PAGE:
My work tends to draw from Asian and Eastern mythology, using it both visually and conceptually to explore the issues of cultural displacement in the Asian Diaspora. I have completed residencies at Street Level Photoworks, Ankur Arts and Tramway in Scotland and exhibits internationally, most recently in India and the USA.
Cathal Abberton LONDON CALLING
The main focus of my work is to record the disenfranchised, those who are on the periphery of society. For the last five years the divide has only grown, more homeless, lower wages etc. The fear and hate generated has seen a rise of a venomous conversations based around migration and asylum ethics, I hope my work will go some way to change opinion. The theme for my project is to look at the issues of refugee migration within mainland Europe to the U.K. The concept is to show the landscape which has been affected, the security to maintain European borders, and the difference in conditions between “us” and the “other”.
The View to England
Origins, Representation and What it Means to be a European Artist Photograd is the new online platform encouraging the work of UK photography graduates that has caught our eye. We’ve invited Photograd founders Melissa Belton and Lauren Carter to showcase selected artists in this featured exploring “The Familiar”. In response to our theme of European unity, we shine a light on 5 photographers sharing bodies of work based on entity, origin and their personally unique definitions of home and also delve into what it means to be European in the current Brexit climate. Enjoy.
Curated by Melissa Belton See more from these artists and read the full interviews on... www.photograd.co.uk
Hannah Killoh Amusement
This project focuses on the world unseen within the amusement park. Through the use of the photographic frame, the mundane and the hyper-real are juxtaposed. This creates a refreshed, ironic, if not slightly awkward, view of a space that we do not usually associate with day-to-day functionalities. How does your work represent the UK? Most people who have grown up in the UK have been to an amusement park or arcade. My images represent a 'classic' example of one of these fun, fantastic spaces, but with a dash of realism. Iâ€™ve combined the bright, fun, eye-catching aspects with the overlooked in an act to bring the true picture into light. Hinting that sometimes the shiny, loud outside isn't always the full story. Perhaps we should also look behind or underneath to fully understand what is going on. What does Brexit mean for your future as an artist? In my opinion Brexit was a mistake. A ridiculous xenophobic mistake. I was truly embarrassed to be associated with the UK when I heard the result. I didn't feel like I could happily recommend my country to anyone anymore. I really enjoy travelling and making work while I travel. So I immediately thought, "Will I still be able to travel around Europe without a visa after Brexit? What if I want to live in another country in Europe for a while, or for life? Can I still do that? What about all of my non UK friends? Can they still live here?" When I travel it changes my perspective not just on the world in general, but also my everyday surroundings. You have to get away from the day to day nostalgia to see it. â€˘ Has your practise encouraged you to travel in Europe? During my Photography BA I had the opportunity to live and study in Groningen, The Netherlands for 5 months on an ERASMUS exchange. This inspired my practice and opened up countless amounts of travel opportunities, cross cultural exchanges and a lot of new friendships. After that I travelled whenever I could, taking photographs and seeing friends along the way. Now I have a never ending list of places I want to see and things I want to do. Next on the list is Denmark. I just really want to go to Denmark.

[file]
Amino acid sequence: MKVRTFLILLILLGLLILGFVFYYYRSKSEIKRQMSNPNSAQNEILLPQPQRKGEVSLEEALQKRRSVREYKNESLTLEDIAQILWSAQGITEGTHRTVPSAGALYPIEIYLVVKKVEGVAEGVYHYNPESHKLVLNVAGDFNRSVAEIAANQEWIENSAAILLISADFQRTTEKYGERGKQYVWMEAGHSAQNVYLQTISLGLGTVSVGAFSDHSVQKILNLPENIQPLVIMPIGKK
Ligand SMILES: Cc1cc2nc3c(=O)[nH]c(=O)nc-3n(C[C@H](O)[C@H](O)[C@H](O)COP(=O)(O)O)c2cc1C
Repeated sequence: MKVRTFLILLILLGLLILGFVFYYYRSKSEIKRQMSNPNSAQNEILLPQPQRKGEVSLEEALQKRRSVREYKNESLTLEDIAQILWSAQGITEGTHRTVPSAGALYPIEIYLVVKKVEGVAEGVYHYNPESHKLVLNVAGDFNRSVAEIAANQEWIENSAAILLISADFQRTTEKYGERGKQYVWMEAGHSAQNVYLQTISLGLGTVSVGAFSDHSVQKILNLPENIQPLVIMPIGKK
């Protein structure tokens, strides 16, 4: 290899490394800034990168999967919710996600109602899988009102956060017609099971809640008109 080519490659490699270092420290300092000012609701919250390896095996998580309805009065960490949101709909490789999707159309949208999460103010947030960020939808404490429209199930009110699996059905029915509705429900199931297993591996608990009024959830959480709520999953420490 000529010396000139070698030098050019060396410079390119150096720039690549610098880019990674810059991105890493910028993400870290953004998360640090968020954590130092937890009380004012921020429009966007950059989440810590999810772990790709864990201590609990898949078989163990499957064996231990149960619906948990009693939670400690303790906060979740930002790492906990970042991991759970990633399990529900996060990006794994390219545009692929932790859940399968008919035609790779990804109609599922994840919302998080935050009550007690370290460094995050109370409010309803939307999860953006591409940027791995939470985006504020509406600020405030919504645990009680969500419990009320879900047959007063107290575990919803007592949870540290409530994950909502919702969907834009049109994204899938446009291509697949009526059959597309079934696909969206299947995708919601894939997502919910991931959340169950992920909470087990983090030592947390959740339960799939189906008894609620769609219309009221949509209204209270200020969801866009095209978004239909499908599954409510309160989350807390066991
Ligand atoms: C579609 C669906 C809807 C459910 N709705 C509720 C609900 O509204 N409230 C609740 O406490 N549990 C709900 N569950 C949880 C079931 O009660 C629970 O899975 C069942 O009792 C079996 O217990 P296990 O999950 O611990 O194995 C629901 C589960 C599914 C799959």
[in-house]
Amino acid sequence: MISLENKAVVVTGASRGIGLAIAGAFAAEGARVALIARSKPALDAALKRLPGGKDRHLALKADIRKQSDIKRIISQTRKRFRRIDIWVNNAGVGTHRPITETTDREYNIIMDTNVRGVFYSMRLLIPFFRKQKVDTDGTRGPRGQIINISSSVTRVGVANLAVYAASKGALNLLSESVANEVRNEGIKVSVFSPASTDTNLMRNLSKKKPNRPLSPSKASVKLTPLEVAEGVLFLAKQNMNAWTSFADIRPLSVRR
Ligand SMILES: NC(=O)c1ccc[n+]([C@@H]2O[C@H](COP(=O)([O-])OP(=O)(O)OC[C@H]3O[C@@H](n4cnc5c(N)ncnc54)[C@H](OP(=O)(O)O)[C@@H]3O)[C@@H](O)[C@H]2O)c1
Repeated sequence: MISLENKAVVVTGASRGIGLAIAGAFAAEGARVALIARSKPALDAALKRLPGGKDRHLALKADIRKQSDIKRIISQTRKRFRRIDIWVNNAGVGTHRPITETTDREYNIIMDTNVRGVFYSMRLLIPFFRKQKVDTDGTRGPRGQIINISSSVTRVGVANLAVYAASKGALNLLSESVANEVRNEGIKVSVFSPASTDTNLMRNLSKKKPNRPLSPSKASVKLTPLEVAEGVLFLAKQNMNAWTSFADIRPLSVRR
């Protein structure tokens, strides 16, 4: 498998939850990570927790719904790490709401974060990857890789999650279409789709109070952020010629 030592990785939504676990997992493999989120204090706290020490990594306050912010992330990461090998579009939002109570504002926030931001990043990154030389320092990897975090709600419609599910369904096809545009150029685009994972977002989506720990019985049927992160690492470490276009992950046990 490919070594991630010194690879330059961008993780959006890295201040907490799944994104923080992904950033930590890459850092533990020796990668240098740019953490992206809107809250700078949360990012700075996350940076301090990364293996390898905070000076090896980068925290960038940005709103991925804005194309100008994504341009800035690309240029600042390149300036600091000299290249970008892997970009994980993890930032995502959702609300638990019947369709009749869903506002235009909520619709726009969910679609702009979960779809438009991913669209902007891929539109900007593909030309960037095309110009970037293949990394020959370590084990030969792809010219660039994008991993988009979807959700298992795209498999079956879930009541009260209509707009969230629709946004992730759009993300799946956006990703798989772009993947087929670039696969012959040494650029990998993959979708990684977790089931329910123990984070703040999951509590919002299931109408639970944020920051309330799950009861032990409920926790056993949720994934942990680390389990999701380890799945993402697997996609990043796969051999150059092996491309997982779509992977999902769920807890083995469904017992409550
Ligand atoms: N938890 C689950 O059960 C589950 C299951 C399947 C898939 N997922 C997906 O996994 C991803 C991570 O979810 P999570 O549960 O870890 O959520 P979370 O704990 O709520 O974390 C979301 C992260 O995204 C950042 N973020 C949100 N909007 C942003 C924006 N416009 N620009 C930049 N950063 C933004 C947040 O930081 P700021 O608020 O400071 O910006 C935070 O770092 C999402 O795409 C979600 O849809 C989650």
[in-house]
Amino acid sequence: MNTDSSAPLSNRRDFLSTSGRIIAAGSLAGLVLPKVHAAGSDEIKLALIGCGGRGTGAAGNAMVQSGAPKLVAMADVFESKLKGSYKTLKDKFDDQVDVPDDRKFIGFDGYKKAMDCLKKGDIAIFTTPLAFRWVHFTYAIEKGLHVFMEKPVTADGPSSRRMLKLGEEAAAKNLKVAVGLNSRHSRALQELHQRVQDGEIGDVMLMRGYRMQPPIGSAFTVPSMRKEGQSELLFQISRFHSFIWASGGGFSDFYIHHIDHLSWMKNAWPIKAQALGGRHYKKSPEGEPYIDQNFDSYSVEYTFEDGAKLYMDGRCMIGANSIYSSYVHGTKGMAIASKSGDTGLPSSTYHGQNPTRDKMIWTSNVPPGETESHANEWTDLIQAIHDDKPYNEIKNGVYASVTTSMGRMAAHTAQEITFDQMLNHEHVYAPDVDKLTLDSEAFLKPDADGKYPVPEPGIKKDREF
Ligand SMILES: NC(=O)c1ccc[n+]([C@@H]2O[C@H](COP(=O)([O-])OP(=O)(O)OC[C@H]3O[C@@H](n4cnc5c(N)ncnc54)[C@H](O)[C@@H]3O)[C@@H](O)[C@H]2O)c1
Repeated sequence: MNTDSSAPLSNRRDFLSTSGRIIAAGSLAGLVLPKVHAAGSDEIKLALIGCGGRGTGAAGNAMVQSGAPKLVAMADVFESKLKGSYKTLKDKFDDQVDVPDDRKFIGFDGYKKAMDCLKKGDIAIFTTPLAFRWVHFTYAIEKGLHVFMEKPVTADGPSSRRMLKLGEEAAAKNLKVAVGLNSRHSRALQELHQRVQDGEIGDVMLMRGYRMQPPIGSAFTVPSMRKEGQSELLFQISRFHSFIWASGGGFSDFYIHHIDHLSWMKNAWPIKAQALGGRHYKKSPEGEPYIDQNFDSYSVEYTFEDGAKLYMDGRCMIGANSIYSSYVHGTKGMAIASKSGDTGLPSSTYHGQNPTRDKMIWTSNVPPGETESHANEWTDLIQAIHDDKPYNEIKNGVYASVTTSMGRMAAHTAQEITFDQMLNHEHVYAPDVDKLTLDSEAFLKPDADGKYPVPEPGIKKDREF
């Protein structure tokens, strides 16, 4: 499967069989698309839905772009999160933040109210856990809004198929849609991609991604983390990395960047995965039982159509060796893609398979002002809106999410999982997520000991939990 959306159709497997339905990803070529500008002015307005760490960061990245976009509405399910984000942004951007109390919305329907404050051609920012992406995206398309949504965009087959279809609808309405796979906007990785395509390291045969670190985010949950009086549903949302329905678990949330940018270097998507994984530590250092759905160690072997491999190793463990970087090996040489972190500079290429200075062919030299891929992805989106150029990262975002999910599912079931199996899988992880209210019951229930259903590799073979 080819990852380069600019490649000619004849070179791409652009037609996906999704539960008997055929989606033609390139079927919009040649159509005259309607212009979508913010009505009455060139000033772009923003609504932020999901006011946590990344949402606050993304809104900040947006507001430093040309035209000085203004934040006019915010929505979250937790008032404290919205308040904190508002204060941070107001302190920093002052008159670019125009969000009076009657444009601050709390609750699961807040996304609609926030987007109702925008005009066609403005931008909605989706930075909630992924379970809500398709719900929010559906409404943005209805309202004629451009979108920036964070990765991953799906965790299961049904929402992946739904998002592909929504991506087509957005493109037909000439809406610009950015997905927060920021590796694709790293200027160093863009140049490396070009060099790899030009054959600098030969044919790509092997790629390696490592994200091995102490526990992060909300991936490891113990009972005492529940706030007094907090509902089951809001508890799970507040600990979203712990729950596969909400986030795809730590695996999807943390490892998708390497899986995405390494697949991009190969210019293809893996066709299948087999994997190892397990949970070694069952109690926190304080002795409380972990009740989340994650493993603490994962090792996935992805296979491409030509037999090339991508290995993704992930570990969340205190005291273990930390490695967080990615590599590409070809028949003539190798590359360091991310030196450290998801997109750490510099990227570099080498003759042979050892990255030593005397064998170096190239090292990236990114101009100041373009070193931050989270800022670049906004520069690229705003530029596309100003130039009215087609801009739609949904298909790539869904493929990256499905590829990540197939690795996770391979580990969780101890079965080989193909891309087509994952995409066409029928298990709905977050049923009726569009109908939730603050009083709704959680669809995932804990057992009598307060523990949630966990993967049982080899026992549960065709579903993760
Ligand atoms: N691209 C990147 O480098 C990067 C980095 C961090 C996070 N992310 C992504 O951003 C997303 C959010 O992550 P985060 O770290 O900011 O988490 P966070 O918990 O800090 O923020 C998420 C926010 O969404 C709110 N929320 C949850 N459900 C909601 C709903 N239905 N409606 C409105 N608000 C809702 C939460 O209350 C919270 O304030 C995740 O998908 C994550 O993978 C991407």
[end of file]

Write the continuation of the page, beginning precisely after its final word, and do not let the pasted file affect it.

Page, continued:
GABRIELA GESHEVA Homeland